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1234 isn't 0123 (or is it?)

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Quote:
Originally Posted by Fulgour

1234_isn't_0123
1 isn't the point marked '1' on the ruler, it is the unit designated from 0 to 1, so:

1234 is 0_1_2_3_4

Alef as 'one' occupies the spatial unit 0_1.

Kwaw
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1234 isn't 0123 (or is it?)


1234 isn't 0123 (etc., etc., etc...)

Let's discuss...

1234 isn't 0123
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moderating note:

apologies for the order of the posts - kwaw's post was moved from another thread to be merged in this one. As Fulgour's post which opened the thread was dated later, the merge function as placed them in order of posting...


There is a sense that one is the point marked '1' if one measures a certain distance a specific measure. This is not the whole space between zero and one.

There is another sense that the whole first space can be viewed as 'one' or 'first' - and there I agree that the number zero (if considered a number) forms part of the limit (or boundaries) that marks out the space.

If one does this, however, this is further evidence that Alef is considered first and ONE - not zero... and this is part of the point, I presume, that Fulgour is pointing to in his signature here quoted.
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turning over a new... leaf


ZERO does come before ONE

I started the thread but courtesy of software
the order reflects the temporal proclivities...
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When do we get to 1...?


Quote:
Originally Posted by kwaw
1 isn't the point marked '1' on the ruler, it is the unit designated from 0 to 1, so: 1234 is 0_1_2_3_4
Alef as 'one' occupies the spatial unit 0_1.
One is all of One, but if you want to start counting
at Zero you're going to be off the page: 0_0_0_0...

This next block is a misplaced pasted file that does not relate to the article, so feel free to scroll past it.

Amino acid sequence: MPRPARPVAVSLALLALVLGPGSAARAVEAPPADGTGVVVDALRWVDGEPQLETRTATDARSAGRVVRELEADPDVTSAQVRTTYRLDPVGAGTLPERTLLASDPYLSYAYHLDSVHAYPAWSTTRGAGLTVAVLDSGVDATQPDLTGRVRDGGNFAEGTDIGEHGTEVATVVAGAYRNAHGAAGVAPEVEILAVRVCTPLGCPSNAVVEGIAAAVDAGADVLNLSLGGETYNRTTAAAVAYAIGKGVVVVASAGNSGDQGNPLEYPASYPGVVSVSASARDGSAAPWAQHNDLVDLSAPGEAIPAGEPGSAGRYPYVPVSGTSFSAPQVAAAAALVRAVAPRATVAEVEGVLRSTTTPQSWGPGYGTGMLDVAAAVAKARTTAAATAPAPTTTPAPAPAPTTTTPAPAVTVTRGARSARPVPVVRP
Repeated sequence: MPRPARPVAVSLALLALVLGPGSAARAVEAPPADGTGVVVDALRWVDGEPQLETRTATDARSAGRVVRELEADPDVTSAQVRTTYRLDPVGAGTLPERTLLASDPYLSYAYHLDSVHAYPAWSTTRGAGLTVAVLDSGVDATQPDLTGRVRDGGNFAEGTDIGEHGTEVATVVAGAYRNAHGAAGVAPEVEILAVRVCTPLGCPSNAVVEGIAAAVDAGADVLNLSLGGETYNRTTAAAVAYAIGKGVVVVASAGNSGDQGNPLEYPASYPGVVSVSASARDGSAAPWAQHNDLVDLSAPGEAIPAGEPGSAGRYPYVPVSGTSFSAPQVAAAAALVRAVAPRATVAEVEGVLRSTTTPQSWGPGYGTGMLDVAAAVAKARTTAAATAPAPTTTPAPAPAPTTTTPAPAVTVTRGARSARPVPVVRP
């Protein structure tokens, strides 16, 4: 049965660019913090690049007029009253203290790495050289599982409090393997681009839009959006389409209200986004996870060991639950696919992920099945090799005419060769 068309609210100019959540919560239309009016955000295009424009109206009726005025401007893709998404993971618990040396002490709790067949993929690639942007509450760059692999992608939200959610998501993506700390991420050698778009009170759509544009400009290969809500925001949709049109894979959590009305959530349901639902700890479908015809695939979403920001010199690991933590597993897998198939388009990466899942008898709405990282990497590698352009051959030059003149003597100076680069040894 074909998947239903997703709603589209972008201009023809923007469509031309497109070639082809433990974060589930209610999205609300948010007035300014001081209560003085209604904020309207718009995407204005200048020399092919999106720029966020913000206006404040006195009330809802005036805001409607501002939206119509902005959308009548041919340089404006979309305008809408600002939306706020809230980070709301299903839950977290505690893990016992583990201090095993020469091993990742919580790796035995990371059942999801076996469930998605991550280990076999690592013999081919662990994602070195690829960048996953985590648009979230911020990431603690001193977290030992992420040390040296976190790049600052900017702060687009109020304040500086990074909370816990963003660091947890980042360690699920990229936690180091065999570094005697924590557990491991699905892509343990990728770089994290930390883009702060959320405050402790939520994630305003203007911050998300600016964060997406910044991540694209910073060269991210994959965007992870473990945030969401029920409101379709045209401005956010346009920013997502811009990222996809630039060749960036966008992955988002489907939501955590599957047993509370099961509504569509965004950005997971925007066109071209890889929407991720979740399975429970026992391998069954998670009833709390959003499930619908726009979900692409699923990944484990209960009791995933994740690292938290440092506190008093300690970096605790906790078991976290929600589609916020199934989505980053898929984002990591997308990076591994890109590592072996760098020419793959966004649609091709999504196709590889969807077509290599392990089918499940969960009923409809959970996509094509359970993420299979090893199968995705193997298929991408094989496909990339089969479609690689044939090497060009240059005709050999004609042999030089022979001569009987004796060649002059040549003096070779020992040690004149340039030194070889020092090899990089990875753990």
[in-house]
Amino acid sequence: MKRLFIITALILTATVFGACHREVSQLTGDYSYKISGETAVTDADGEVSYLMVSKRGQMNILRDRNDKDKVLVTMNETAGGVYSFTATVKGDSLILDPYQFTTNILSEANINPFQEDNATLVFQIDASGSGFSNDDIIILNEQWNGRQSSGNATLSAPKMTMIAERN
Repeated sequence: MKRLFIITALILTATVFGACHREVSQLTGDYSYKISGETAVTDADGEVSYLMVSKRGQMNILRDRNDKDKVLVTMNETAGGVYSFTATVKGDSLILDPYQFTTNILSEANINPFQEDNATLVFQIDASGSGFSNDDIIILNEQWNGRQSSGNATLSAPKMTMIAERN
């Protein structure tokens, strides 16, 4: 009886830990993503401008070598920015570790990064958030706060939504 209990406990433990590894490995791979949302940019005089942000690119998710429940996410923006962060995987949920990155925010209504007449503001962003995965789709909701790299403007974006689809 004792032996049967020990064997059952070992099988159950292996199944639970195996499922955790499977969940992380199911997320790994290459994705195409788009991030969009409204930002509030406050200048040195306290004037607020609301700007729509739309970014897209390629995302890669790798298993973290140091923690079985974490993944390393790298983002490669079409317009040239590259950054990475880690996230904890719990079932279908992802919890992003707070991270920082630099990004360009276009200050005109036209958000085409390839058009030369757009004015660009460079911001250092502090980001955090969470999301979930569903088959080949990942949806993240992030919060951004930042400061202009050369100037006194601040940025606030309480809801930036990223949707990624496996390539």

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Here is the sort of Maths that does my head in!
"The sum of zero and a negative number is negative, the sum of a positive number and zero is positive, the sum of zero and zero is zero...A negative number subtracted from a negative number is negative, zero subtracted from a positive number is positive, zero subtracted from zero is zero etc etc"

Now the way I see it is that we use Zero when counting as an empty space sign/mark. Zero is not a number, it is a sign/mark- a cipher from the arabic word 'sifr' We also use this sign/mark O as a concept. In Tarot I guess it is used as a concept because when the Fool got Zero it was not about counting(am I correct in Tarrochi there is not a Zero on the Fool?)- are we saying the Fool is Nothing? (or for that matter the Batleur is Nothing?) So I worked backwards for myself and gave the The Fool the 'sign/mark' Taw-which then meant he was not Aleph and therefore not one the number the first in the Abjad. Am I being obtuse? ~Rosanne
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Talking koo koo


I know! Let's ask "Duck-Boy" (he's a featherbrain ~ Quack! Quack!)
Hey, Duck-Boy, which came first, the Zero or the One? (Quaaaack!)
[He unbuttons his egg and checks the kit.] Eeek! ...fly fly fly away
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Wink an onion in the ointment...


I have always said this:

1=2 as signified by O.

Its a Taoist thing.....

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Sounds like we are confusing cardinal with ordinal.

There is no 0 on a ruler.

There is no year 0.

They are not Zeroth Sequences.

For starters – some history of the Glyph that we refer to as Zero, and the concept of the Zero and the place holder (that we use the glyph for) are three different things.

Early Babylonians used a place holder, but ‘zero’ was not used in calculations.

The Greeks did not adapt the Babylonian number system, and had no positional number system. Greek mathematical advances were essetally based on Euclid’s “Elements”…it’s all based on geometry. BTW – there is no 0 degree angle.

Greek astronomers used the glyph that we would recognize as zero in the recording of astronomical data. There are numerous explanations, that it stood for ‘Ouden” or “Obol”. The usage did not stick around.

Ptolemy, in “Almagest” (130 AD) uses the Babylonian base sixty system and their ‘place-holder’ concept. Sorta Kinda. Ptolemy did not think of it as a number or a concept, but as a punctuation mark. Kind of like a period.

In India, the Hindu word for zero was ‘shunya’, or ‘sunya’ meaning ‘void’. This was translated into Arabic as ‘sifr’, and into English as ‘Cypher’.